Don’t get me wrong. I agree with Jesus. It’s good to work hard and be faithful, even when the world and, increasingly, the believers around you are rejecting God’s ways. It’s praiseworthy to persevere. It’s wise to use discernment when a new preacher or teacher comes along. Wickedness should not be tolerated inside the church, and we should definitely hate whatever it was that the Nicolaitans were doing. But if we’re doing all of these things AND we’ve forgotten our first love, then we’re in danger of losing our place in the kingdom. (He said it, not me!) You might still be doing the things that you’re supposed to be doing, but if you’ve lost your love for Jesus, then you’re not doing those things for him. You’re like a car coasting down the highway after it’s run out of gas. Eventually you’ll grind to a halt and, without love, you won’t be able to get started again.

Repent and do the things you did at first!

So how do you get your first love back? Jesus said, “Repent and do the things you did at first.” But what does that mean? Repenting means turning around. It means that you need to change the direction of your life. This always requires real change that you work out with your body; it’s not something that happens only in your mind or heart. If we want to bring our souls near to the fire of our first love, we need to walk back the journey we have taken in our bodies since then. Here are some practical things that you can do to reignite your passionate love for Jesus.

  1. Don’t get on your phone in the morning until after you’ve read Scripture in a real, physical Bible. Read a portion of Scripture, meditate on what you’ve read, and then pray about what you’ve read. I use a journal to help me do this, and I write my meditations and prayers in different colors. (Don’t laugh, it helps me!) Find the tools that you instinctively know how to use and do that. Make this a daily practice that you do with your body, not just with your eyes staring at a screen. And don’t give up or get down on yourself when you miss a day!
  2. Meet regularly with other Christians. Find folks who are ahead of you on this journey, some who are at the same place that you are, and others who lag behind you. Learn from some and help others. Be present in their presence. Look at them in the eye when they’re talking. Ask questions about them before you share stories of your own life. Don’t break a commitment to meeting with someone(s) for any reason.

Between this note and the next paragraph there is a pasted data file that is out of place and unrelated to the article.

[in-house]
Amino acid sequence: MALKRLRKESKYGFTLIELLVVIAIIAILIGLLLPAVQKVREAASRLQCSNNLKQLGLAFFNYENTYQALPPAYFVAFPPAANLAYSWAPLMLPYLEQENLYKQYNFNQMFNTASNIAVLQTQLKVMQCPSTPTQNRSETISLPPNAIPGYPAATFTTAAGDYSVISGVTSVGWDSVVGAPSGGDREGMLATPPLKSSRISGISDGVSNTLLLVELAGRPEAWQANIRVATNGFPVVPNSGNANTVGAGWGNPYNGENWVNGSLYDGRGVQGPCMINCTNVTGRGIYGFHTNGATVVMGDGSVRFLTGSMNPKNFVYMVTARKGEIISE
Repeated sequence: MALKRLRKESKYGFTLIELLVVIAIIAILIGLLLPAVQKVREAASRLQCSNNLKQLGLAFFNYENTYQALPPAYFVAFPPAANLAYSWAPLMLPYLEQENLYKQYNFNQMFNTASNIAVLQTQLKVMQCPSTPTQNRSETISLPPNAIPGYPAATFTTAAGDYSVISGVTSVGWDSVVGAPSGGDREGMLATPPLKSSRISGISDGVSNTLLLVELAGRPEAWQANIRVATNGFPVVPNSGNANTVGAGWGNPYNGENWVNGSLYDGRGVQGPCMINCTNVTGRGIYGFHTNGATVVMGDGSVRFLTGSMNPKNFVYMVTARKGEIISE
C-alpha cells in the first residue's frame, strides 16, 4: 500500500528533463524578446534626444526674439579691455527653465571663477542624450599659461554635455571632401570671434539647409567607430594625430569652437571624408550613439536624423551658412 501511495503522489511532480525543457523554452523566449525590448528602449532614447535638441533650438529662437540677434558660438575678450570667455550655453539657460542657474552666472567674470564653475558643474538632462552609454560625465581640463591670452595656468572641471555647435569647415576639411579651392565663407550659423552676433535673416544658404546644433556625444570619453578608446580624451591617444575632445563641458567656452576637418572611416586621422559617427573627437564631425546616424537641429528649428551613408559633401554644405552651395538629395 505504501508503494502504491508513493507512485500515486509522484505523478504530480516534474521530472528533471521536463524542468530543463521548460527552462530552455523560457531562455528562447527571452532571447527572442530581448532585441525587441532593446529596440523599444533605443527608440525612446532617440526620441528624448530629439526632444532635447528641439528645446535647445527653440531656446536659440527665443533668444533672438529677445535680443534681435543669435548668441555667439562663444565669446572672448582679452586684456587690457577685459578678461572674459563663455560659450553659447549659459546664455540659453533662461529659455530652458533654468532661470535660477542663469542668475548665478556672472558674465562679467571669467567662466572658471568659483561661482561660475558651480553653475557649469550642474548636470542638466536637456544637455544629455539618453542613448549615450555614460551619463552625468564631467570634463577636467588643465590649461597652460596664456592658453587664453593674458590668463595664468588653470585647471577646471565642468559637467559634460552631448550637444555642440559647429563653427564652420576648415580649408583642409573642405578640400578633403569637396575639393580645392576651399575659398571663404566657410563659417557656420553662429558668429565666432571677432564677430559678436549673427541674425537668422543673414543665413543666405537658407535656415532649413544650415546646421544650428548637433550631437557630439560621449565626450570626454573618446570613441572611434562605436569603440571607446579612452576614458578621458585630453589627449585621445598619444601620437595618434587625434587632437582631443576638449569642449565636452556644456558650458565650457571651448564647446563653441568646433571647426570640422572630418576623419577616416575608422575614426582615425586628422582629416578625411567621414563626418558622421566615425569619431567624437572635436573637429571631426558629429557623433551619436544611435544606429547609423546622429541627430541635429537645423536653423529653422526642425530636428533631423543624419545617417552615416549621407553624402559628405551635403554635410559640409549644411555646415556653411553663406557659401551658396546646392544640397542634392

3. Find a way to serve, whether at your local church or in a ministry somewhere. Do it alone or with others. Get involved in something that’s bigger than yourself, that points you beyond your own small world. Ask Jesus to be with you when you go there. He didn’t come to be served, but to serve. He meets us in our service.
  4. Read good books and ignore social media and news networks. Make sure that you have more input from God and his kingdom than from the world and the kingdom of Satan. If you’re easily influenced, be influenced by God! If you’re looking for truth, find it in his word and in the writings of his Church.
  5. Take walks or hikes and pray, either silently or out loud if no one else is around. Get out into more natural environments if you can, away from the city and suburbs. Go to the places that God has made so that your soul can hear his voice more clearly. Dump your crap on Jesus. Tell him everything you’re anxious about. Confess your sins to him. Listen for his voice as he speaks back to you.
  6. Finally, when you’re looking for a show to watch, watch The Chosen. I’m a big critic of Christian media but this series is genuinely amazing. Not only is it as good as anything you’ll see on Netflix, but it makes me fall in love with Jesus! It brings my soul directly to the fire of my first love. I cannot recommend this show highly enough. Even the trailer brings me to tears!

Even though Jesus had a lot of praise for the Church in Ephesus, we know that we can’t be like them. We also know how easy it is to become what they became: rule-following, doctrine-checking, persevering, and unloving. Our love for Jesus is our most valuable possession. Our love for him powers and amplifies our love for others. If you find yourself cold and distant, do one or more of these six things and start walking back that journey away from the fire of your first love.